The prior exhaust system 1 includes a hood 9 with an open slot 11 that is a short distance above the spray nozzles 7. The hood 9 has an arcuate bend of approximately 90 degrees. Depending upon the specific application, the length of the slot 11 may range between approximately nine and 18 inches and have approximately a two inch width. The hood connects via a throat 13 with an exhaust passage 15. The areas of the hood inlet slot 11 and outlet throat 13 are generally equal. The exhaust passage 15 opens into a filter box 17.

To draw overspray from the nozzles 7 into the exhaust system 1, a vacuum is created in the filter box 17, exhaust passage 15, and hood 9 by a blower, not shown, that is connected to a filter box stack 19. The overspray thus flows through the hood to the filter box, where the solids in the coating material overspray are separated. The remaining solvents are drawn out through the stack 19 for appropriate processing.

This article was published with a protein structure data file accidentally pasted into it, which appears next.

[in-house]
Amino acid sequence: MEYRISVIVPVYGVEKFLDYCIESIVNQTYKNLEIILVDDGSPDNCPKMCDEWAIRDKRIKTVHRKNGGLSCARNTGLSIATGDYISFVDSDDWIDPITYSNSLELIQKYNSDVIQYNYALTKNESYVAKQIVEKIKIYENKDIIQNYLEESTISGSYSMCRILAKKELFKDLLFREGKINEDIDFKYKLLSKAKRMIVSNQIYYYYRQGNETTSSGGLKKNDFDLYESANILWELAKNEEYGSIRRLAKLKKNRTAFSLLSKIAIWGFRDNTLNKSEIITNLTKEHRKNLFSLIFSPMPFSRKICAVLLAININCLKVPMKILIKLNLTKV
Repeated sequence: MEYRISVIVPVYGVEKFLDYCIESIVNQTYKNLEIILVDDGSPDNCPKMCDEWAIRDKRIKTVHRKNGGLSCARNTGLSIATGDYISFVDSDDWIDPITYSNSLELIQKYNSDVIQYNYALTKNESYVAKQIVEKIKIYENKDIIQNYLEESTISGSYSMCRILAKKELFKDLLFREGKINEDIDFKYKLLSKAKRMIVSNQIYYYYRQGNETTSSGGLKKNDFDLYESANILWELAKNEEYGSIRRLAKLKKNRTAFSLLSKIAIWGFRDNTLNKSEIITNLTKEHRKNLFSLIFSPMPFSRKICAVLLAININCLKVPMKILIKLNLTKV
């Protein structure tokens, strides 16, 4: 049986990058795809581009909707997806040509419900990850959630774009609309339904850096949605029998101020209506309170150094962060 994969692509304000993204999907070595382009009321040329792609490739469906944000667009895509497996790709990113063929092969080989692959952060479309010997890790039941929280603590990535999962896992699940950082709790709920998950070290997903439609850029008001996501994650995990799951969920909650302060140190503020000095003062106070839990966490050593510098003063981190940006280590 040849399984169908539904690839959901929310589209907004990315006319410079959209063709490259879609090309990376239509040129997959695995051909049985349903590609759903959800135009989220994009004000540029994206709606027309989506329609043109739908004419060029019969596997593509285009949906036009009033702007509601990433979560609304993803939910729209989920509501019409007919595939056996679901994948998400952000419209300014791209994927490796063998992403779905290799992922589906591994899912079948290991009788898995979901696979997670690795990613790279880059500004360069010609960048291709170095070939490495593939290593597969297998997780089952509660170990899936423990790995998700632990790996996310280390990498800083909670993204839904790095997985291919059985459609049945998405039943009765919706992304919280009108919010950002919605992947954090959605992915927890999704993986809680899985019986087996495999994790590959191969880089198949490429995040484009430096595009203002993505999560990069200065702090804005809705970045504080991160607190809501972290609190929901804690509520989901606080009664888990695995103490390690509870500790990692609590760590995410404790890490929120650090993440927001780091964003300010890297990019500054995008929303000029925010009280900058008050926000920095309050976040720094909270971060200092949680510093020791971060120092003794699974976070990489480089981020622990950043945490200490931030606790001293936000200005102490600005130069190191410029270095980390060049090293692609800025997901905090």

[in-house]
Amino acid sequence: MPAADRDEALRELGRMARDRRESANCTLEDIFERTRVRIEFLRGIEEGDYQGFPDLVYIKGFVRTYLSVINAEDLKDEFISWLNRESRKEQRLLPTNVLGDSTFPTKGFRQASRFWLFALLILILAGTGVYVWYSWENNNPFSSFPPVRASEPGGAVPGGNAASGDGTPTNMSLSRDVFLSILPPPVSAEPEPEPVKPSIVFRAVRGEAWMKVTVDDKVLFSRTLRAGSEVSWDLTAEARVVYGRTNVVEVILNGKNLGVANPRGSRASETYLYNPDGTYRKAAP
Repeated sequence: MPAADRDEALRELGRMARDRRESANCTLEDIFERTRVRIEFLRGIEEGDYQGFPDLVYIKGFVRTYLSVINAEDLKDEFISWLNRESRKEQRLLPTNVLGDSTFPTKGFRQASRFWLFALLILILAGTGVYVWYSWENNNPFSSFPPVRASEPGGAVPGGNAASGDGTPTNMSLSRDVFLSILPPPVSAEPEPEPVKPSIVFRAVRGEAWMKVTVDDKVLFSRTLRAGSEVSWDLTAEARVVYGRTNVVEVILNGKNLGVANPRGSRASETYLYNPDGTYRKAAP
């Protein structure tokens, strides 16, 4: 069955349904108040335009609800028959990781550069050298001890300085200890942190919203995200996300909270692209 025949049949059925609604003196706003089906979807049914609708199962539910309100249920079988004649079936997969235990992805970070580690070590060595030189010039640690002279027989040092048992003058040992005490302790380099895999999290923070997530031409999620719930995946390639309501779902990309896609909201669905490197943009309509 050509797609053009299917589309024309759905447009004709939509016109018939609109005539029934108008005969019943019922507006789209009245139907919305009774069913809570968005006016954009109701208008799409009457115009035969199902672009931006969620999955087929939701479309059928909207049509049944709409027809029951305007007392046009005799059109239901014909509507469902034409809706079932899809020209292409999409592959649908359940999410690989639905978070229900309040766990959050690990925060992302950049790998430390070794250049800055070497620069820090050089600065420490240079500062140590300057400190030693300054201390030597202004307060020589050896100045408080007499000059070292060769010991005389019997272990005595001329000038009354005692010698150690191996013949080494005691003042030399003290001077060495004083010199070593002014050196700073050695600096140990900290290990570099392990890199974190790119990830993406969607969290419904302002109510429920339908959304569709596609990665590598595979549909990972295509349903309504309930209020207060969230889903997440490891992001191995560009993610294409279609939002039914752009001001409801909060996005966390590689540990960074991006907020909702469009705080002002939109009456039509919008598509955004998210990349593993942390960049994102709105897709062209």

During normal operation, some overspray from the coating material coagulates into a gel like substance 20 on the hood concave inner surface 18. The coagulant 20 tends to drip back through the hood slot 11 and onto the can bodies 3. Further, as the solids coagulate on the hood surface 18, the area in the hood 9 through which the overspray material must flow decreases. Consequently, the pressure drop required to maintain adequate overspray flow through the hood and the rest of the exhaust system 1 increases, thereby resulting in increased power consumption by the blower. To maintain proper operation, the substance 20 must be removed from the surface 18 at regular intervals. For example, with some spray materials, the coagulant must be cleaned from the hood surface 18 after approximately eight hours of system operation.